Bruno Marchal wrote:
> Le 18-déc.-06, à 20:04, Brent Meeker a écrit :
>> Bruno Marchal wrote:
>>>> Moreover, I don't have to justify it in terms of other
>>>> ethical principles or commandments from God:
>>> With (a)comp, you have to NOT justify it in terms of God. With comp
>>> (and God = +/- Plotinus'one) we could justify that any *action* made
>>> the name of God is bad, even saving the planet from some attack by
>>> horrible monster ...
>> That seems to be a reductio against comp.
> I know it seems a little bit paradoxical, but then it is my methodology
> to take seriously the interview of the lobian machine, which is
> "famous" for its many paradoxical thoughts.
> It is certainly not a reductio against comp, given that we are not
> arriving at a genuine contradiction. It just happens that "goodness" is
> as unnameable as truth.
> Now, concerning this paradox, it seems to me intuitively
> comprehensible. If someone saves me from some horrible pain, then that
> is (arguably) good; but if he does that in the *name* of "good", I can
> understand that this naming depreciates its action. Even if personally
> I am still benefiting from that situation, the naming could make me
> uneasy, and who knows what will be done under that or any name.
A little uneasiness about what someone might do in the future is hardly enough
to transform a good act into a bad one. It seems you are saying that if the
good samaritan claimed to have performed his kind act *for any reason
whatsoever* it would become a bad act. That sounds like a reductio to me.
>>> Witrh comp (and the "ideal" case of self-referentially correct
>>> it is just impossible for a machine to do something good and at the
>>> same time telling she is doing something good ... (similar paradoxes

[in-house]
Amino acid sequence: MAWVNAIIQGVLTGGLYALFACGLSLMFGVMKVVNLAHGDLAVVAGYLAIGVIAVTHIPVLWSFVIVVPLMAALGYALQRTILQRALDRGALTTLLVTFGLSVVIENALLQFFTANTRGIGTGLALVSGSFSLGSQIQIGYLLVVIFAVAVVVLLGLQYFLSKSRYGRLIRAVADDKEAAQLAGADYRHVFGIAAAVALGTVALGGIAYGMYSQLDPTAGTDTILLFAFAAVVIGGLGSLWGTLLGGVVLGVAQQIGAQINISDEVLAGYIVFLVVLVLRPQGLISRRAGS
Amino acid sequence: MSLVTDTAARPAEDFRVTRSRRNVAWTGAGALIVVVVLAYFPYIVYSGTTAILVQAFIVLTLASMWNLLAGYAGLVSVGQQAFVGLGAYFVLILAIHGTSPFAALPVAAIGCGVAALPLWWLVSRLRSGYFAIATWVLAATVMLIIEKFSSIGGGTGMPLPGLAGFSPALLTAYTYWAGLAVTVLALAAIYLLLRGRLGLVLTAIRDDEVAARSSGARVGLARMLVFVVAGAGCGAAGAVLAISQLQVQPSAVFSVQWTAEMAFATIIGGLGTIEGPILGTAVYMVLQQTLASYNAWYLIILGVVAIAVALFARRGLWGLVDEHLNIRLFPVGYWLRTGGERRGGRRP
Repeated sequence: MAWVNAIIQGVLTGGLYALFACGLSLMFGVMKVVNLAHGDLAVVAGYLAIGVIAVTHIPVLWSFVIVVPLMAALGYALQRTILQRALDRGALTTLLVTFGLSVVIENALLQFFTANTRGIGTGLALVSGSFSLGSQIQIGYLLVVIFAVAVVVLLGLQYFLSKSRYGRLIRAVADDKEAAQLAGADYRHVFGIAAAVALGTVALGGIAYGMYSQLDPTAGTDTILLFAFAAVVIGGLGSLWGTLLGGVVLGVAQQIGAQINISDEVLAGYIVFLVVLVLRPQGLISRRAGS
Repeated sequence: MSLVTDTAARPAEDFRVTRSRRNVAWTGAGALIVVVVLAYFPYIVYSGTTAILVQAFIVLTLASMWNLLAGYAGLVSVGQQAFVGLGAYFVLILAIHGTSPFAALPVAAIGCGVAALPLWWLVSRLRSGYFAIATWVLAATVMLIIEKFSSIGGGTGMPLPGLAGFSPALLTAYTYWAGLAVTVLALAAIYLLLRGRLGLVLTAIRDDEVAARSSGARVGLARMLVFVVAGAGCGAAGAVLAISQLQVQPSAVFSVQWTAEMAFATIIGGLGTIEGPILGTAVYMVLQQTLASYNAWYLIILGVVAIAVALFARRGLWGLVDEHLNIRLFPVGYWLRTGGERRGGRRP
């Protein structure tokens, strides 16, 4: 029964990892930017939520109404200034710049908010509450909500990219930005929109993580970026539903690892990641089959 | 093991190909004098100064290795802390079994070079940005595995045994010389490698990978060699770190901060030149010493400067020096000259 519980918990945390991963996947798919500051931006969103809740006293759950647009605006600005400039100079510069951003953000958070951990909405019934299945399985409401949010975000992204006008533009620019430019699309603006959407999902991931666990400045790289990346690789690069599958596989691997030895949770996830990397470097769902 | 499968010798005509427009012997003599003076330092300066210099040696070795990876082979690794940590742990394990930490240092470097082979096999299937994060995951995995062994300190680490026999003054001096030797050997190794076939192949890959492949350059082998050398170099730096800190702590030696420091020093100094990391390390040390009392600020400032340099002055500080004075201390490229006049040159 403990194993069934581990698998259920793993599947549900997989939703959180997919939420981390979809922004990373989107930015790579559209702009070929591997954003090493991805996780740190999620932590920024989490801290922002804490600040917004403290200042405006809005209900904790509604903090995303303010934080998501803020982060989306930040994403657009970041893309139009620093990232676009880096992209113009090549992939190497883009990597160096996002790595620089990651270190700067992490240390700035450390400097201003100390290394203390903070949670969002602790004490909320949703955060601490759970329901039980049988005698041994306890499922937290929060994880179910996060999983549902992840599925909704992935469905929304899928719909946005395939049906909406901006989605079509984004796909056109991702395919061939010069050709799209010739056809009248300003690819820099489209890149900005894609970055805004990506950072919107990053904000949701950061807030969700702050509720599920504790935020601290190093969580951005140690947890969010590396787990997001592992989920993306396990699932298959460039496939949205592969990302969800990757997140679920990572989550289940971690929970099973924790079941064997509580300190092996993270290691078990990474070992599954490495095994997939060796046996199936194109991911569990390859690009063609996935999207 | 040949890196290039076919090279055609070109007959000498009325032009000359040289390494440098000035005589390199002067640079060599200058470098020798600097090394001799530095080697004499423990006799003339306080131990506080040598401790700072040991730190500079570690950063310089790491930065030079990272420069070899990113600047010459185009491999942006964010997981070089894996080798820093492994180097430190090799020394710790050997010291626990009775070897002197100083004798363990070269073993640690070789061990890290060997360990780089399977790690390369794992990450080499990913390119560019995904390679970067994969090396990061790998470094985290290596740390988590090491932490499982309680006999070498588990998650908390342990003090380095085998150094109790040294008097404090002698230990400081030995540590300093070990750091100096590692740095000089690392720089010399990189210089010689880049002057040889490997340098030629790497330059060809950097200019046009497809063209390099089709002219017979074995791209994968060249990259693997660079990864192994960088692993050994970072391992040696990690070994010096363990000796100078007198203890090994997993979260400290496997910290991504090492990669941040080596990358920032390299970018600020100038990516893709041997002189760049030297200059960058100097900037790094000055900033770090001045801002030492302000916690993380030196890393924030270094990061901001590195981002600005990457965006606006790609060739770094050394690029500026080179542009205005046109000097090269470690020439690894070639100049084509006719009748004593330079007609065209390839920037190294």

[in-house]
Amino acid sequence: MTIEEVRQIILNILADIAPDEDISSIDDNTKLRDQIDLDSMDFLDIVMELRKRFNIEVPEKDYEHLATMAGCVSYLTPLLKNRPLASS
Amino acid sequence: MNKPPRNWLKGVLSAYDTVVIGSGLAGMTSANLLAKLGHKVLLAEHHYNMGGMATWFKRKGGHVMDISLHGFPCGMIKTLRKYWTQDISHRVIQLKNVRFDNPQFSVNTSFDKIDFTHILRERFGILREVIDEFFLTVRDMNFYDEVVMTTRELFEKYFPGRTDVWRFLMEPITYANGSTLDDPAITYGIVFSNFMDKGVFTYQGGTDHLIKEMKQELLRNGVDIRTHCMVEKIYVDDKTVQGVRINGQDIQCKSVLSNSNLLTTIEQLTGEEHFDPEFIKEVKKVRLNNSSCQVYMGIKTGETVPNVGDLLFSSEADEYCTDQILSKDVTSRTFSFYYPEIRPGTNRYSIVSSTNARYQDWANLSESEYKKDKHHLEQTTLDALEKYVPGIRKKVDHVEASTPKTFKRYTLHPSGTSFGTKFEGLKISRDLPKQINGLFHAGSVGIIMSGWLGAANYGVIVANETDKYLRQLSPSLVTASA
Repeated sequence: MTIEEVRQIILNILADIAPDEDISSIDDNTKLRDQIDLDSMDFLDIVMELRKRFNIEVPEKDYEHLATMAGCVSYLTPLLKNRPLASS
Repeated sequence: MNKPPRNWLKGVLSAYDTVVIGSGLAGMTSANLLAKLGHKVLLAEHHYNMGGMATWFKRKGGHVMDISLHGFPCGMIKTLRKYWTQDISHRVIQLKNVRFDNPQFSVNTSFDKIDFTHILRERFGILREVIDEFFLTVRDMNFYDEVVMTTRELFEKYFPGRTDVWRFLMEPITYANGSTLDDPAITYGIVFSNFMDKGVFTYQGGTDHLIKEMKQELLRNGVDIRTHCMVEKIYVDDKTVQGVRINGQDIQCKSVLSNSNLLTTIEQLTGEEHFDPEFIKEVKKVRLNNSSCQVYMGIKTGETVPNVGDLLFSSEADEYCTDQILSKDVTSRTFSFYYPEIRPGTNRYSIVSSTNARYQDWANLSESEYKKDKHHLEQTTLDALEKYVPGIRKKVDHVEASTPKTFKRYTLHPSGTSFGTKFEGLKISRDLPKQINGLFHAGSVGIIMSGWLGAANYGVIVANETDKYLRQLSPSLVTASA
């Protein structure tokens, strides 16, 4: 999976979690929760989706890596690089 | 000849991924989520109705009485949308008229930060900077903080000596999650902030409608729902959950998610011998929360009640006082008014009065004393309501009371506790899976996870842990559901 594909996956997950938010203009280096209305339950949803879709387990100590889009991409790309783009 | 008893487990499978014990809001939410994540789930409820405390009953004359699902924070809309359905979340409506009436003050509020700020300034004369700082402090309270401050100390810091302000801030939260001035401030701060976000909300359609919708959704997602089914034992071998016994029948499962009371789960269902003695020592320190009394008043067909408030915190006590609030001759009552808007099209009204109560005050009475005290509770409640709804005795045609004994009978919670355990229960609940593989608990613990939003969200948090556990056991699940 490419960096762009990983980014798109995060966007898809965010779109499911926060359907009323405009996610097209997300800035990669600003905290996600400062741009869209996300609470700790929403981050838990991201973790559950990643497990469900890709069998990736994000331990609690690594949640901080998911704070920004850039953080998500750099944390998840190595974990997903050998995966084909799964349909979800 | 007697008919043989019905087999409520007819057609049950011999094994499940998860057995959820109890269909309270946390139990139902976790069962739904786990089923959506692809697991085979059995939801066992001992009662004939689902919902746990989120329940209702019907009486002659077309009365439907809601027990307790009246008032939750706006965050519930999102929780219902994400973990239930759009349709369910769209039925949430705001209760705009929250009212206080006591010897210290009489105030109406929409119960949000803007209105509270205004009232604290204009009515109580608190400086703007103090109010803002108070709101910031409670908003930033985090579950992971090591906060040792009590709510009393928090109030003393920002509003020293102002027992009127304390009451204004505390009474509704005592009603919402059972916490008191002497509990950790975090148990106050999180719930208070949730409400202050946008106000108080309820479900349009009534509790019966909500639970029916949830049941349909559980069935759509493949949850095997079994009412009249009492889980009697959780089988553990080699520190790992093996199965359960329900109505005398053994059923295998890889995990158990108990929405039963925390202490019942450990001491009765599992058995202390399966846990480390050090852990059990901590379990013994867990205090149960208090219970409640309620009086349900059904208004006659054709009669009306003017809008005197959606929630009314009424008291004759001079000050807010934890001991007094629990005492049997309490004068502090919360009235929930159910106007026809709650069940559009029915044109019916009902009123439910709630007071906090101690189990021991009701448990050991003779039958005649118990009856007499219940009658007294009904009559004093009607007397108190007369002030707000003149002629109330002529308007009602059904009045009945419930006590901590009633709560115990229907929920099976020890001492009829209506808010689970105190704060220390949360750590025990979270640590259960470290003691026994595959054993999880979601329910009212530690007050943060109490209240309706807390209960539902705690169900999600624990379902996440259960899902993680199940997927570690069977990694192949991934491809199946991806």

>>> are illustrated in taoist and buddhist tales).
>> So one cannot be reflective about one's actions and conclude they are
>> good? That sounds like nonsense.
> We can be reflective about one's actions and conclude *for ourselve*
> that they are good, but lobianity prevents correct machine to
> communicate it to others *as such*, if only to prevent any normative
> use of a notion like "goodness". It prevents also idolatry toward names
> or descriptions of "good", "true", "correct". With comp a judge can put
> a machine in jail, despite its total inability to ever judge the
> machine deserve jail.
OK. That comports with my thought that good/bad are personal. So one can say,
"I did that because I think it was good to do so." And I can try to persuade
you that you should think it good too. It's just wrong to assume that there is
a knowable, objective "good".
> Some buddhist told this in some provocative way: if you really love
> buddha, kill it. (Not to take literally OC).
> Recall that once we interview a correct machine, be it Peano-Arithmetic
> PA, or the far richer Zermelo-Fraenkel, or even the "angel"
> Analysis+OmegaRule (which has infinite cognitive abilities), the first
> interesting thing such machines or entity say is that they will told us
> some bullshit or that they may told us some bullshit. So am I. Please,
> don't infer from that that I believe to be such a *correct* machine
> (that does not follow logically). I know "I" am lobian, assuming comp
> or (much) weaker. I don't know (and will never known) if I am
> consistent and I still less know if I am correct.
Yes, I understand and agree with that. But you are using "know" in an absolute
sense. In the everyday sense of uncertain, but probably correct belief, one
can know many things - though of course not that one is consistent.
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